I Appeal to Caesar

This entry is part 299 of 395 in the series Inquiring Minds
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What were the legal consequences of “I appeal to Caesar!” in Acts 25:11?

This event in the book of Acts has been coming for a long time. It goes the whole way back to Acts 22-23 when Paul was in Jerusalem. As he spoke to the Jewish crowds in the language of the people, he was flogged for stirring up a riot (Acts 22:14-29).

Flogging a Roman citizen was against the law of Rome. Paul could take the advantage of declaring his Roman citizenship, part of his dual citizenship as a Jew who was born in a province other than Palestine, and use it to spread the gospel on his way to Rome.

The reason Paul chose to expose his Roman citizenship and to appeal to Caesar even from Jerusalem was so that he could be placed in front of the highest leader in the entire Roman Empire, the known world. He used Roman citizenship to get to the Caesar to preach the gospel to him as part of his defense, as we see him do through the rest of the book of Acts.

He was sent to Caesarea to stand before Felix the governor. He waits for his accusers, the Jewish religious leaders to arrive to bring charges against him. Paul defended himself against these accusations throughout Acts 24.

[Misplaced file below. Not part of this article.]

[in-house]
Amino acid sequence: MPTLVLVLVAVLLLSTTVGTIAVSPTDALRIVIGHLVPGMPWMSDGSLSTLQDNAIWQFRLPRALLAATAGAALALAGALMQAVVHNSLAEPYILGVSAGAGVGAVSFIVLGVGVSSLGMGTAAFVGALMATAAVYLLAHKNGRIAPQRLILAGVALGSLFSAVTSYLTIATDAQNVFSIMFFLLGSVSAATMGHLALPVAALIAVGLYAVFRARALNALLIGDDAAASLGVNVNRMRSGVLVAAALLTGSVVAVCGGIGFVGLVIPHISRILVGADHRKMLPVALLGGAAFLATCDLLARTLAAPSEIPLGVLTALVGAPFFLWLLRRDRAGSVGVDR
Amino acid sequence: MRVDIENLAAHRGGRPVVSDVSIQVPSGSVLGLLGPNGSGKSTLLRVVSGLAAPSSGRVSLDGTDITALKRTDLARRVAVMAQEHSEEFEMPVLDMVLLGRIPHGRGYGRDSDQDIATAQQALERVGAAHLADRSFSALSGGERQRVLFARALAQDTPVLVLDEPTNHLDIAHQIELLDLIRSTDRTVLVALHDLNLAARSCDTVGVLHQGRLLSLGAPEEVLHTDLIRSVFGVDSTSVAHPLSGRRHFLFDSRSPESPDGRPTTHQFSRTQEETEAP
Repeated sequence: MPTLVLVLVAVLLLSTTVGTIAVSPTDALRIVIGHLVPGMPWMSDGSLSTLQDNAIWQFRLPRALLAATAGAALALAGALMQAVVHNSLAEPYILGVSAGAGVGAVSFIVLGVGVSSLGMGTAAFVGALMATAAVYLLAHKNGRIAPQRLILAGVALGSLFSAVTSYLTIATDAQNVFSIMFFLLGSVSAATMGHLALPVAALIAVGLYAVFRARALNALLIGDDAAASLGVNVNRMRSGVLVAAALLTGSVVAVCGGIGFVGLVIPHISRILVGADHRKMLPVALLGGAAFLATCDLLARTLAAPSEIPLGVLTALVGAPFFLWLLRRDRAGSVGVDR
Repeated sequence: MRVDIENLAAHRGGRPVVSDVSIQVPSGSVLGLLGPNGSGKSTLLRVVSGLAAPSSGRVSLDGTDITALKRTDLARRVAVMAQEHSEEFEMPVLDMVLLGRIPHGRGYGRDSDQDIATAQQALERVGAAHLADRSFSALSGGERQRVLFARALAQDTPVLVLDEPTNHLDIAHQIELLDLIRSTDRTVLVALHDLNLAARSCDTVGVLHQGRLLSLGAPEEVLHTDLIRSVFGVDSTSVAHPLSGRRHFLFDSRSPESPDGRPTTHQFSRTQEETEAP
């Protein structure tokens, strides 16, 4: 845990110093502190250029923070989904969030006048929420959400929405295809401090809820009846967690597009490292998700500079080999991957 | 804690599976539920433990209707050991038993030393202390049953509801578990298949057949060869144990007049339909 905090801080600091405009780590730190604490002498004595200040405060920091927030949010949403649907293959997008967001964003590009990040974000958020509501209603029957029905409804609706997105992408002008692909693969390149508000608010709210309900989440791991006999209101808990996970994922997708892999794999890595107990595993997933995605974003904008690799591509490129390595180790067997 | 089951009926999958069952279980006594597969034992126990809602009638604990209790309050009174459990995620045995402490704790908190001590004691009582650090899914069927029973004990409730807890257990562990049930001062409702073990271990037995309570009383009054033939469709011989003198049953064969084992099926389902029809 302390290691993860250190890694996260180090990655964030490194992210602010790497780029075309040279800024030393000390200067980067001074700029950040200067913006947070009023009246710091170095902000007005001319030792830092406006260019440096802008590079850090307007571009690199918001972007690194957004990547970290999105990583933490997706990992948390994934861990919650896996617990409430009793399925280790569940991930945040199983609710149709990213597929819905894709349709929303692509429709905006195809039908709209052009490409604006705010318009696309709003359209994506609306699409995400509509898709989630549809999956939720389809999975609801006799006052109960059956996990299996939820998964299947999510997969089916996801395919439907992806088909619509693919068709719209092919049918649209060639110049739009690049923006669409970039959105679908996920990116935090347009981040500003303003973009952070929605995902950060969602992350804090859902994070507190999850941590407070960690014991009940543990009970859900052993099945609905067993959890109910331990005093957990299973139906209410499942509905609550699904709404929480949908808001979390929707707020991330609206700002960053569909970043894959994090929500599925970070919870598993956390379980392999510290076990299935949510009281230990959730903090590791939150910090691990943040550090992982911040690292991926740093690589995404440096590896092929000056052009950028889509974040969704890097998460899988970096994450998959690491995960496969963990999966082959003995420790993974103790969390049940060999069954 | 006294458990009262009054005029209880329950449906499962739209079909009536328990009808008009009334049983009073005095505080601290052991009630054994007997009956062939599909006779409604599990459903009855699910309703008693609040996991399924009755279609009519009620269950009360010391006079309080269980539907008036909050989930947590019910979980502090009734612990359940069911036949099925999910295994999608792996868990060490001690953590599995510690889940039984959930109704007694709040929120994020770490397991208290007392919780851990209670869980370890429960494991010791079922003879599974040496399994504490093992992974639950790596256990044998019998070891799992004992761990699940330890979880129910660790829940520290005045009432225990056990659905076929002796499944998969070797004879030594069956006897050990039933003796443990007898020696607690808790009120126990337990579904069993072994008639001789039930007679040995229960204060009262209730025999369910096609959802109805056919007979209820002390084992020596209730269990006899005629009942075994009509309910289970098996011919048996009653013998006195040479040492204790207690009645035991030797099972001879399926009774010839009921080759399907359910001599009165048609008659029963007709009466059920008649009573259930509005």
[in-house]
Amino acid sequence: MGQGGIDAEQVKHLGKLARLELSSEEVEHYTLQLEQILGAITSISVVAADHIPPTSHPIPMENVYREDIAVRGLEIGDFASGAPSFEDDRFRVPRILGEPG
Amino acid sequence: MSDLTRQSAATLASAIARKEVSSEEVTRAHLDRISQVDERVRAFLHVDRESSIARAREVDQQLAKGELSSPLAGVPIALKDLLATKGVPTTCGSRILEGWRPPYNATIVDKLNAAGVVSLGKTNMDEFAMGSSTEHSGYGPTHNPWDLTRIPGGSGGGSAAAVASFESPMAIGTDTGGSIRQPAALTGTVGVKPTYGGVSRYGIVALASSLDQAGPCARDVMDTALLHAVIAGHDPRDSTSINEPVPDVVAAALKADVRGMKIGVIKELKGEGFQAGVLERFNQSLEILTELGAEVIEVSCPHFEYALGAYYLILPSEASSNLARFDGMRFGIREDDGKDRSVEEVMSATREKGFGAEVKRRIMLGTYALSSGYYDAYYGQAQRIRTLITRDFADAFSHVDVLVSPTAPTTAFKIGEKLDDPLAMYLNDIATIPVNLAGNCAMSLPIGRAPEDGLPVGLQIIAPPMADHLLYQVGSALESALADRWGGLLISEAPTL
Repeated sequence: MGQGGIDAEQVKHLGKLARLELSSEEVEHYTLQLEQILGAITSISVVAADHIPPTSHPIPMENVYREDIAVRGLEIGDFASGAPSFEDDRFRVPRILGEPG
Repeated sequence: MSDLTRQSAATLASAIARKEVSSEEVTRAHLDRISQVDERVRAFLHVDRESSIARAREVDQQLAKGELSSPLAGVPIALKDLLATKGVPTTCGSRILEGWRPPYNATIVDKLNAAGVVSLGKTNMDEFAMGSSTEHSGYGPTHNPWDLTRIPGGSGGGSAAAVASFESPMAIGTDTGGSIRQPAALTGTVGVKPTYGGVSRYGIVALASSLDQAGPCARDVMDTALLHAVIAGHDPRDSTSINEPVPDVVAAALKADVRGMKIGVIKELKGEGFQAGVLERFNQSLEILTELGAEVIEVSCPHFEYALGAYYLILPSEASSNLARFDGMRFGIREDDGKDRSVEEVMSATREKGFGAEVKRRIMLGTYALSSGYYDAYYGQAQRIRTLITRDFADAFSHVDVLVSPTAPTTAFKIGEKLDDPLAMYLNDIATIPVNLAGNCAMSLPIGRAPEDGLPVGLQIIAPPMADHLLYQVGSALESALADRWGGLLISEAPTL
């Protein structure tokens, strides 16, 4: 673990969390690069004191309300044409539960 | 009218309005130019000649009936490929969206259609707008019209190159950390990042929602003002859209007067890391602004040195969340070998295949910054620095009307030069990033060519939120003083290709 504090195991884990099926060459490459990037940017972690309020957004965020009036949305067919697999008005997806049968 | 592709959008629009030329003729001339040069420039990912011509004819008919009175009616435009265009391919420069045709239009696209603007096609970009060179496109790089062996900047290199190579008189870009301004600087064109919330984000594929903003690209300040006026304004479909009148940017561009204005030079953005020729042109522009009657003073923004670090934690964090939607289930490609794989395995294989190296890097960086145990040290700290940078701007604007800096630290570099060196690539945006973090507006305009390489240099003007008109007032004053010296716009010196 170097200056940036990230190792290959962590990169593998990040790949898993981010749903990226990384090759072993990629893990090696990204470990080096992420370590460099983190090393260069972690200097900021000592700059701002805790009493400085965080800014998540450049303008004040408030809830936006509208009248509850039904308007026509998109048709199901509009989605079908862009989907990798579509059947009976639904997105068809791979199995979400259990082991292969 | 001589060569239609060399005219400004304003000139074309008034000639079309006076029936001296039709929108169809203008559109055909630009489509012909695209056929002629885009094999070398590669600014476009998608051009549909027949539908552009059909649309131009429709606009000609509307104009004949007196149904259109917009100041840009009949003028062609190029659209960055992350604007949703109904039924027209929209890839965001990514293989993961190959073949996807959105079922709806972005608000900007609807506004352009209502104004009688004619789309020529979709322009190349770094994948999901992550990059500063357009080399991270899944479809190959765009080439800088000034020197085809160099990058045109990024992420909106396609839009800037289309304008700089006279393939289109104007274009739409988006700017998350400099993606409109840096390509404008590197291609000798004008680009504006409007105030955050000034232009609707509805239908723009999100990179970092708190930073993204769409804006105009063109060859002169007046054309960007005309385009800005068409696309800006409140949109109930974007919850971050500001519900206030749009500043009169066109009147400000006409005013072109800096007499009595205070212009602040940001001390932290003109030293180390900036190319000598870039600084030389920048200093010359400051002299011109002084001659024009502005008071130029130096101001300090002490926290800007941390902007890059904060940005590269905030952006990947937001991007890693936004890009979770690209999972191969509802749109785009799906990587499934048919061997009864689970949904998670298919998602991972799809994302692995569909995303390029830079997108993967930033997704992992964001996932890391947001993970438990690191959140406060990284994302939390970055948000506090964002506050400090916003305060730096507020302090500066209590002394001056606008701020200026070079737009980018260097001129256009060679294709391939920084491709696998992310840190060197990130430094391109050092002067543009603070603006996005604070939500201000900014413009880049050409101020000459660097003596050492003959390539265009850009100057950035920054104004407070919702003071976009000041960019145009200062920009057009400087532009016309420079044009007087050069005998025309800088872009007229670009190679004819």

Felix holds Paul in Caesarea, waiting for a Tribune to arrive before he judges his case. But he permits Paul to entertain guests and friends. I’m not sure if Paul is technically under house arrest or not. This is very close to what house arrest would be in the Roman Empire.

But even under house arrest, I believe that those who appealed to Caesar were given a little bit of liberty more than we would think today. But Felix left him there in Caesarea without passing judgment. The next governor left him in prison for two years as a favor to the Jews.

It was only after Paul faced Festus and presented his case that he appealed to Caesar. Part of the reason for this is that he was being held without being taken to Caesar so that his case could be heard. All of the delays kept him from achieving his mission of preaching the gospel as he went.

So Paul took advantage of his Roman citizenship and the laws afforded to him in the land so that he could spread the gospel with the most effect. As he traveled to Rome from Caesarea, Paul was used greatly by God to preach the gospel to everyone he came in contact with.

The Jews were trying to bring him back the other way to Jerusalem, but he was fearless in his ability to use every advantage afforded to him as a Roman citizen to approach Rome and preach the gospel to the most powerful man on earth at the time.

Appealing to Caesar made sure that Caesar would have to hear his case. He would be taken to Rome and left in house arrest until Caesar would listen to what he had to say. He was preaching the gospel as a prisoner in chains. His compelling story was given as his defense at every turn. And through telling his story, he preached the gospel and evangelized the Roman world.

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